Cyclamen confusum

Description

Cyclamen confusum is very similar to the more familiar C. hederifolium and they are found together in the wild in the area of Crete where C. confusum occurs. They are closely related but genetically different, and the two species cannot hybridise due to differing cytology.

Flowers appear in autumn, in the wild in October and November sometimes later, dependent on the start of the autumn rains, in shades of rose pink, very fragrant with a sweet scent. The corolla lobes are reflexed, 20-45mm long, 7-12mm wide, with pointed or rounded tips, 90-180 degrees twist, very prominent auricles at the base with darker lines merging into a V shaped zone at the nose of the flower.

Leaves appear late during or after flowering, broadly heart shaped, often with angular lobes, large, fleshy with thick stalks, shiny, bright green with an ill defined pattern, underside green but can be purplish, 7-10cm long, 7-10cm wide.

Tuber

Tuber a compressed sphere, large when fully grown, up to 25cm in diameter, becoming rough and flaky with maturity, thick (2mm) diameter roots arise mainly from the sides, leaving the underside mostly bare.

Distribution

Cyclamen confusum grows in the Kissamos district of northwest Crete particularly around Topolia and Polirinia. There are populations of similar looking plants on the Datca peninsula in southwest Turkey but these require further investigation to establish whether or not they are C. confusum.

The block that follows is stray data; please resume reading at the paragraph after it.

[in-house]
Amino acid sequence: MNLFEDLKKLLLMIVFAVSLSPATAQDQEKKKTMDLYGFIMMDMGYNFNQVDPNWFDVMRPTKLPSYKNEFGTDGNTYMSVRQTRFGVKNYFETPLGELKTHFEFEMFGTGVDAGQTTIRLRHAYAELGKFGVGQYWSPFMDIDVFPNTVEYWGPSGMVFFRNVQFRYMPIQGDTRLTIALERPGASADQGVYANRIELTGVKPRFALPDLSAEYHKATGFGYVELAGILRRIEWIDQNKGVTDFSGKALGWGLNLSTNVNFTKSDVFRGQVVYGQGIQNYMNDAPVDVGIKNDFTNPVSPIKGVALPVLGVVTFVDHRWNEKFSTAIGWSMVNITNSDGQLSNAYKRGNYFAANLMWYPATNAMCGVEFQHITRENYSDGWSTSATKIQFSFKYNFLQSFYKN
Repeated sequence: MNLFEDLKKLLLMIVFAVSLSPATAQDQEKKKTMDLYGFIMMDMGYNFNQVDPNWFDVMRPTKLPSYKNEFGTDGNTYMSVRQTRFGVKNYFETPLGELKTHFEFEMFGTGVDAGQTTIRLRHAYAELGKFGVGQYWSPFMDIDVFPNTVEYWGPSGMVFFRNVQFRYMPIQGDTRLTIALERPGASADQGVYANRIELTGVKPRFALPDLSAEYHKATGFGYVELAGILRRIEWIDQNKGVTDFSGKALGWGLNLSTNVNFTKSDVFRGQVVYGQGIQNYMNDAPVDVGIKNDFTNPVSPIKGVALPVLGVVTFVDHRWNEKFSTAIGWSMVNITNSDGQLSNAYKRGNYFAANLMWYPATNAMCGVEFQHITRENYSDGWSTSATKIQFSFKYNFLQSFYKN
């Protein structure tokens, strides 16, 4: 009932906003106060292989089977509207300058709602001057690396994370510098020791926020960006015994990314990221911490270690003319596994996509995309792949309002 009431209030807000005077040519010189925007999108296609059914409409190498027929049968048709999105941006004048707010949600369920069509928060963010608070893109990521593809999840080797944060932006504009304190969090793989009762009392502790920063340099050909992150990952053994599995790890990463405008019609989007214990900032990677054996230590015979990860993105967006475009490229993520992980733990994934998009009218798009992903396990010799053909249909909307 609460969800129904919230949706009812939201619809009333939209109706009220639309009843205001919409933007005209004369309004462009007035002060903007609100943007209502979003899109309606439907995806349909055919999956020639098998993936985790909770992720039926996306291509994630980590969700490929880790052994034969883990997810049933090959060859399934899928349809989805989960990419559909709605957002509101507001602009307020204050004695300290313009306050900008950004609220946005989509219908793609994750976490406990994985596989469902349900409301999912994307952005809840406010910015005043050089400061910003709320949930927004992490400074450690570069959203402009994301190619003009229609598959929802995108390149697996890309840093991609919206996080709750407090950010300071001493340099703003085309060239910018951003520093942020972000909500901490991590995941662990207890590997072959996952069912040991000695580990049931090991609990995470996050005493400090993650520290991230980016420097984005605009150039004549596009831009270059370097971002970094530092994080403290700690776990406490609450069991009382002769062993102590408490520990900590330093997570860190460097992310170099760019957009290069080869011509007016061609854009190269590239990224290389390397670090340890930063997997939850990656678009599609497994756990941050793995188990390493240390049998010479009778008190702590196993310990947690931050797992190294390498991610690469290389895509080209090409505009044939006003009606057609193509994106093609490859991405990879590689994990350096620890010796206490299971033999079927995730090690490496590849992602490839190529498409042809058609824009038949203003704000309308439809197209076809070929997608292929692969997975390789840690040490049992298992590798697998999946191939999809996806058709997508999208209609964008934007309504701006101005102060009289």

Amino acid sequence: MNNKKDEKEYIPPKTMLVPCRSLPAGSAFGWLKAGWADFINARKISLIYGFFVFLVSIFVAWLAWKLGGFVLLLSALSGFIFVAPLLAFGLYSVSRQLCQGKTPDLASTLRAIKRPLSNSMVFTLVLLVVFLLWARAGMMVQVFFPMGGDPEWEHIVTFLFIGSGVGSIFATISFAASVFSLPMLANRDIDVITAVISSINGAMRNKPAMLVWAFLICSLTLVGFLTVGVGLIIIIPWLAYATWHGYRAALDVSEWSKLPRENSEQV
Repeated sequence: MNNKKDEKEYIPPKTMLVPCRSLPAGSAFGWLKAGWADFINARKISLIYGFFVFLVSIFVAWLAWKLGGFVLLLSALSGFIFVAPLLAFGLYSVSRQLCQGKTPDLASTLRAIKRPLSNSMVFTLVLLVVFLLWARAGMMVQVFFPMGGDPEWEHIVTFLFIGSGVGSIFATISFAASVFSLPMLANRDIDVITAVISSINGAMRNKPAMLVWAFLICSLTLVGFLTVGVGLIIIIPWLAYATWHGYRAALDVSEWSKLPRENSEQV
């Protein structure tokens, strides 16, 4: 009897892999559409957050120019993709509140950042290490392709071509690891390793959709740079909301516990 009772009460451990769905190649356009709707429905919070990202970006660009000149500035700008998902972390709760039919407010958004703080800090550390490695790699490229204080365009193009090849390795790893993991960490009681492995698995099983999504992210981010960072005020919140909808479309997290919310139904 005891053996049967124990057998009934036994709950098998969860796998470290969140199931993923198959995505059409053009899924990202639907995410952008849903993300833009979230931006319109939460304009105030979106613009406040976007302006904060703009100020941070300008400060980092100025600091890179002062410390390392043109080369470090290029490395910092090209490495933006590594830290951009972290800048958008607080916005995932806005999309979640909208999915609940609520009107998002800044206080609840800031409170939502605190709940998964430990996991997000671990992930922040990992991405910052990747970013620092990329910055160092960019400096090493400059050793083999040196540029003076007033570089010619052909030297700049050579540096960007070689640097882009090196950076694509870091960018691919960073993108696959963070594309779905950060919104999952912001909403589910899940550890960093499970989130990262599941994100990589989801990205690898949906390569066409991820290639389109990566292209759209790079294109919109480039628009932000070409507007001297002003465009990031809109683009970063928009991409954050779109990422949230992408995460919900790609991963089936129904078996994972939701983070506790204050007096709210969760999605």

Habitat

Cyclamen confusum grows in shade, in mixed coniferous and deciduous woodland, sometimes in olive groves, also on the sides of wooded gorges, which it shares with (mostly) discrete populations of C. hederifolium.

Cultivation

Cyclamen confusum is a hardy plant and suitable for the garden in northwest Europe but, because of its current scarcity in the nursery trade, not much grown outside as yet. It is most often cultivated as a pot plant in a cold greenhouse. No cultivars have been named, as little selection has been carried out so far. It is likely to be confused with C. hederifolium, which it resembles closely and to which it is related, but it generally looks more robust than C. hederifolium, with thicker, shiny leaves. It flowers a little later and has a wider corolla mouth with even more pronounced auricles than C. hederifolium.